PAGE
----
There are now more electric vehicle charging stations in Japan than gas stations. The more than 40,000 EV charging units throughout the country exceeds some 34,000 gas stations. Many of the charging stations are in the homes of those that have purchased electric vehicles.

By next spring, the Canadian city of Montreal will have 106 electric car charging stations at on-street parking spots. The city has plans to install 1,000 EV charging stations throughout the city over the next five years. By that time the province of Quebec expects to have 100,000 EVs on the road. The charging stations will be located at current parking spots reserved specifically for EVs. However, if the parking spot happens to be a metered spot, drivers will be required to pay, just as they would if they were parking a traditional motor vehicle. 240-volt stations will cost $1 an hour, plus the additional cost of the parking meter. 400-volt stations will cost $10 an hour.

IKEA, the world largest furniture retailer, has installed 60-amp electric vehicle charging stations at all 12 of its stores in Canada. Charging is being provided to customers at no cost, on a first come first serve basis.

Scotland has 450 EV charging stations, including 100 rapid chargers which take 20-30 minutes to recharge, according to researchers at Edinburgh Napier University. There are more than 1,700 electric vehicles on Scotland’s roads, with some 700 sold so far this year, according to Scottish Government and industry figures. The city of Dundee has the UK’s largest electric taxi fleet. However, EVs still account for only one in 1,000 vehicles in Scotland and one in 100 automobile sales.

The US state of Georgia had one of the highest uptakes of electric cars in the US, primarily because of a generous tax credit available to purchasers of EVs. However the $5000 subsidy expired on July 1st and since that time sales of electric vehicles have plummeted.  Automotive information company R. L. Polk & Co. reports that in June, the last month of the subsidy,  1338 EVs were sold in the state. This number dropped sharply to 148 in August.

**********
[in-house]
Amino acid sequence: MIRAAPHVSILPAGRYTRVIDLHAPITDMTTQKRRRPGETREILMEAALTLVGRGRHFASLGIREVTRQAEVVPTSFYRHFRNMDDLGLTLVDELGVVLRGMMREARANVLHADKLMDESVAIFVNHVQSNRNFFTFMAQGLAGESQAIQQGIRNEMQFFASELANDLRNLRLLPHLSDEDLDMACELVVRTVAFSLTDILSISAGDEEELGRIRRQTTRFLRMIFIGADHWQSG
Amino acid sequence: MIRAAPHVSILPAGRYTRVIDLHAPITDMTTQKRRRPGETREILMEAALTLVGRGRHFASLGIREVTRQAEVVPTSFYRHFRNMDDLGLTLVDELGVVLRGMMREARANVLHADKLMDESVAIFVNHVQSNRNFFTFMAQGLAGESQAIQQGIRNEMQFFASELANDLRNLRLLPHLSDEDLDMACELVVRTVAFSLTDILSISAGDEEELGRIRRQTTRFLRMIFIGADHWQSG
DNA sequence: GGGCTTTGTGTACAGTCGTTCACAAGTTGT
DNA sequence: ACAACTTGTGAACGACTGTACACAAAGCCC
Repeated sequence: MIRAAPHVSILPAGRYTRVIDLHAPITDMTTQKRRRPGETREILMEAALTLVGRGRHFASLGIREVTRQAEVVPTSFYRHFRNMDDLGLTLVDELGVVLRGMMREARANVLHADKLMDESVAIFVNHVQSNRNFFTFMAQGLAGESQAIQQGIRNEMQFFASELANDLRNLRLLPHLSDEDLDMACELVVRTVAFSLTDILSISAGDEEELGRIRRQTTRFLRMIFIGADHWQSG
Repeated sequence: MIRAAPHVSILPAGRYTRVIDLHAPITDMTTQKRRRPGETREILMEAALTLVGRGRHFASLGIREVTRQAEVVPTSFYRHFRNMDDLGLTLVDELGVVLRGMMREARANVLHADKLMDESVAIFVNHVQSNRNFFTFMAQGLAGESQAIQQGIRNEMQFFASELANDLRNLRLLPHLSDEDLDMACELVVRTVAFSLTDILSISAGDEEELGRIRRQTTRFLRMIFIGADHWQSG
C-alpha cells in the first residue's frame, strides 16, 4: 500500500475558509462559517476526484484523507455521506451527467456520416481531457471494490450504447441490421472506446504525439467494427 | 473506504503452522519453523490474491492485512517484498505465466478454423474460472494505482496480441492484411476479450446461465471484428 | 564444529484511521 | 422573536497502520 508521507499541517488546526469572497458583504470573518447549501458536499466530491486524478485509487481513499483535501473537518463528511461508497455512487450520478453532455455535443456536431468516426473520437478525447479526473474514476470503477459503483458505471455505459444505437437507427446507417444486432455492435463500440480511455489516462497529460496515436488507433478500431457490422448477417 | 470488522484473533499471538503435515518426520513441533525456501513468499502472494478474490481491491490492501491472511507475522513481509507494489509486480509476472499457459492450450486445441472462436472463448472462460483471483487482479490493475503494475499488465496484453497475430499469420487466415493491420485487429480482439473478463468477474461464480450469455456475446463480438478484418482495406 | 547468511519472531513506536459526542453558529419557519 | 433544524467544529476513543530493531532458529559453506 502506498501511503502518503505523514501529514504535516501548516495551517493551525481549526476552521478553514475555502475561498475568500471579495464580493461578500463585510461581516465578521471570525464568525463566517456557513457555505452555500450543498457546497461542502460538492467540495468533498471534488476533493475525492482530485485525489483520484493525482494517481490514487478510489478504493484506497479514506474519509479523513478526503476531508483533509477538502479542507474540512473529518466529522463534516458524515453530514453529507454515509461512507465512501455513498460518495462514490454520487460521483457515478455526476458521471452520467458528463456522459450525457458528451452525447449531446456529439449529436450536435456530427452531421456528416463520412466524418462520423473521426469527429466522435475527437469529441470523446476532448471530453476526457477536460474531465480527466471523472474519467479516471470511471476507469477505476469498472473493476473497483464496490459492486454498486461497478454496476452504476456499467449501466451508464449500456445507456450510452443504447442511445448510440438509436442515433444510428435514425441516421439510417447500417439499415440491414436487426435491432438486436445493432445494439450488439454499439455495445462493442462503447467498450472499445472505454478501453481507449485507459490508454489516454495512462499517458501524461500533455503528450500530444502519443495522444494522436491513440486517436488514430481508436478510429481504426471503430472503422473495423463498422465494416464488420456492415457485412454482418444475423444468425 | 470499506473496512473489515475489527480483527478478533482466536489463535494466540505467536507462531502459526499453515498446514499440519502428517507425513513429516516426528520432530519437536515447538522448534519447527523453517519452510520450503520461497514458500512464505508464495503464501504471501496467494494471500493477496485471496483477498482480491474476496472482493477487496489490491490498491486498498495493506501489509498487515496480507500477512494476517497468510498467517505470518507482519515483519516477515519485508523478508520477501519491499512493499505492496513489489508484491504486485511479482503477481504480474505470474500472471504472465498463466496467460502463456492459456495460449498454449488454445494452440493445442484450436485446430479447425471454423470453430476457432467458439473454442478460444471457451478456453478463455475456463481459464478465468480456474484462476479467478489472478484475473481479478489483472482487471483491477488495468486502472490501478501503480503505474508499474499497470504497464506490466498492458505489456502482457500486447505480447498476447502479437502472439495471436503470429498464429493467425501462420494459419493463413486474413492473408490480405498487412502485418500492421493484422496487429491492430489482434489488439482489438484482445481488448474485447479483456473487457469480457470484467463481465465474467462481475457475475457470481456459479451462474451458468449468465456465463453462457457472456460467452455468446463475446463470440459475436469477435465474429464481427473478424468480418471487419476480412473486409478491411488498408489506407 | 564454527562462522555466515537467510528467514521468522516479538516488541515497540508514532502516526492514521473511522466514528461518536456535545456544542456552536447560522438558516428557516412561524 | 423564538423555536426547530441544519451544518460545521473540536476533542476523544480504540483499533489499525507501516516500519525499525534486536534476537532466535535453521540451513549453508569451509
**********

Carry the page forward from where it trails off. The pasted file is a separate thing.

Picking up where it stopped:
Fleet-management company FleetCarma surveyed data from both electric and gasoline vehicles and concluded the former lose more driving range in cold weather. The firm compared the efficiency of both electric and gasoline cars operating at 0 degrees Fahrenheit, 32 degrees, and 73 degrees. When the temperature dropped from 73 degrees to 0, electric cars experienced an average range reduction of 29%. Between 73 degrees and 32 degrees, there was a 20% drop in range. The equivalent numbers for gasoline vehicles were 19% and 12%. For electric cars, the efficiency loss was due to heating both the passanger cabin and drivetrain components like the battery pack. By comparison, for gasoline cars, the cold’s effect on components and excessive idling or warm-up time were the main factors for reducing the range. The results of the study reinforced the range anxiety for EVs felt by potential customers who live in cold climates.

The US state of California wants to bring electric vehicles to people with low incomes. State officials have announced that California will award a $1.6-million grant to the city of Los Angeles to create a pilot car sharing program for EVs in areas with low-income people. The city will use the funds to deploy 100 electric vehicles and put them at the disposal of disadvantaged communities. In addition the city will build 110 Level-2 EV charging stations at several parking locations in those communities.

Last week Japanese automobile manufacturer Nissan unveiled its prototype electric Leaf-based autonomous car. Nissan is now testing the prototype EV on roads with actual traffic conditions to show it can drive safely on the highway.

A new study from the University of Michigan’s Transportation Research Institute finds self-driving cars are far more accident-prone than ordinary cars. For every million miles driven, self-driving vehicles had 9.1 crashes, compared to just 1.9 for regular vehicles. In other words, self-driving cars were five times as likely to crash as conventional ones, and their passengers were four times as likely to get injured (with 3.29 injuries per million miles, compared to only .77 injuries in regular cars). Self-driving cars were also rear-ended 50% more often than traditional vehicles.

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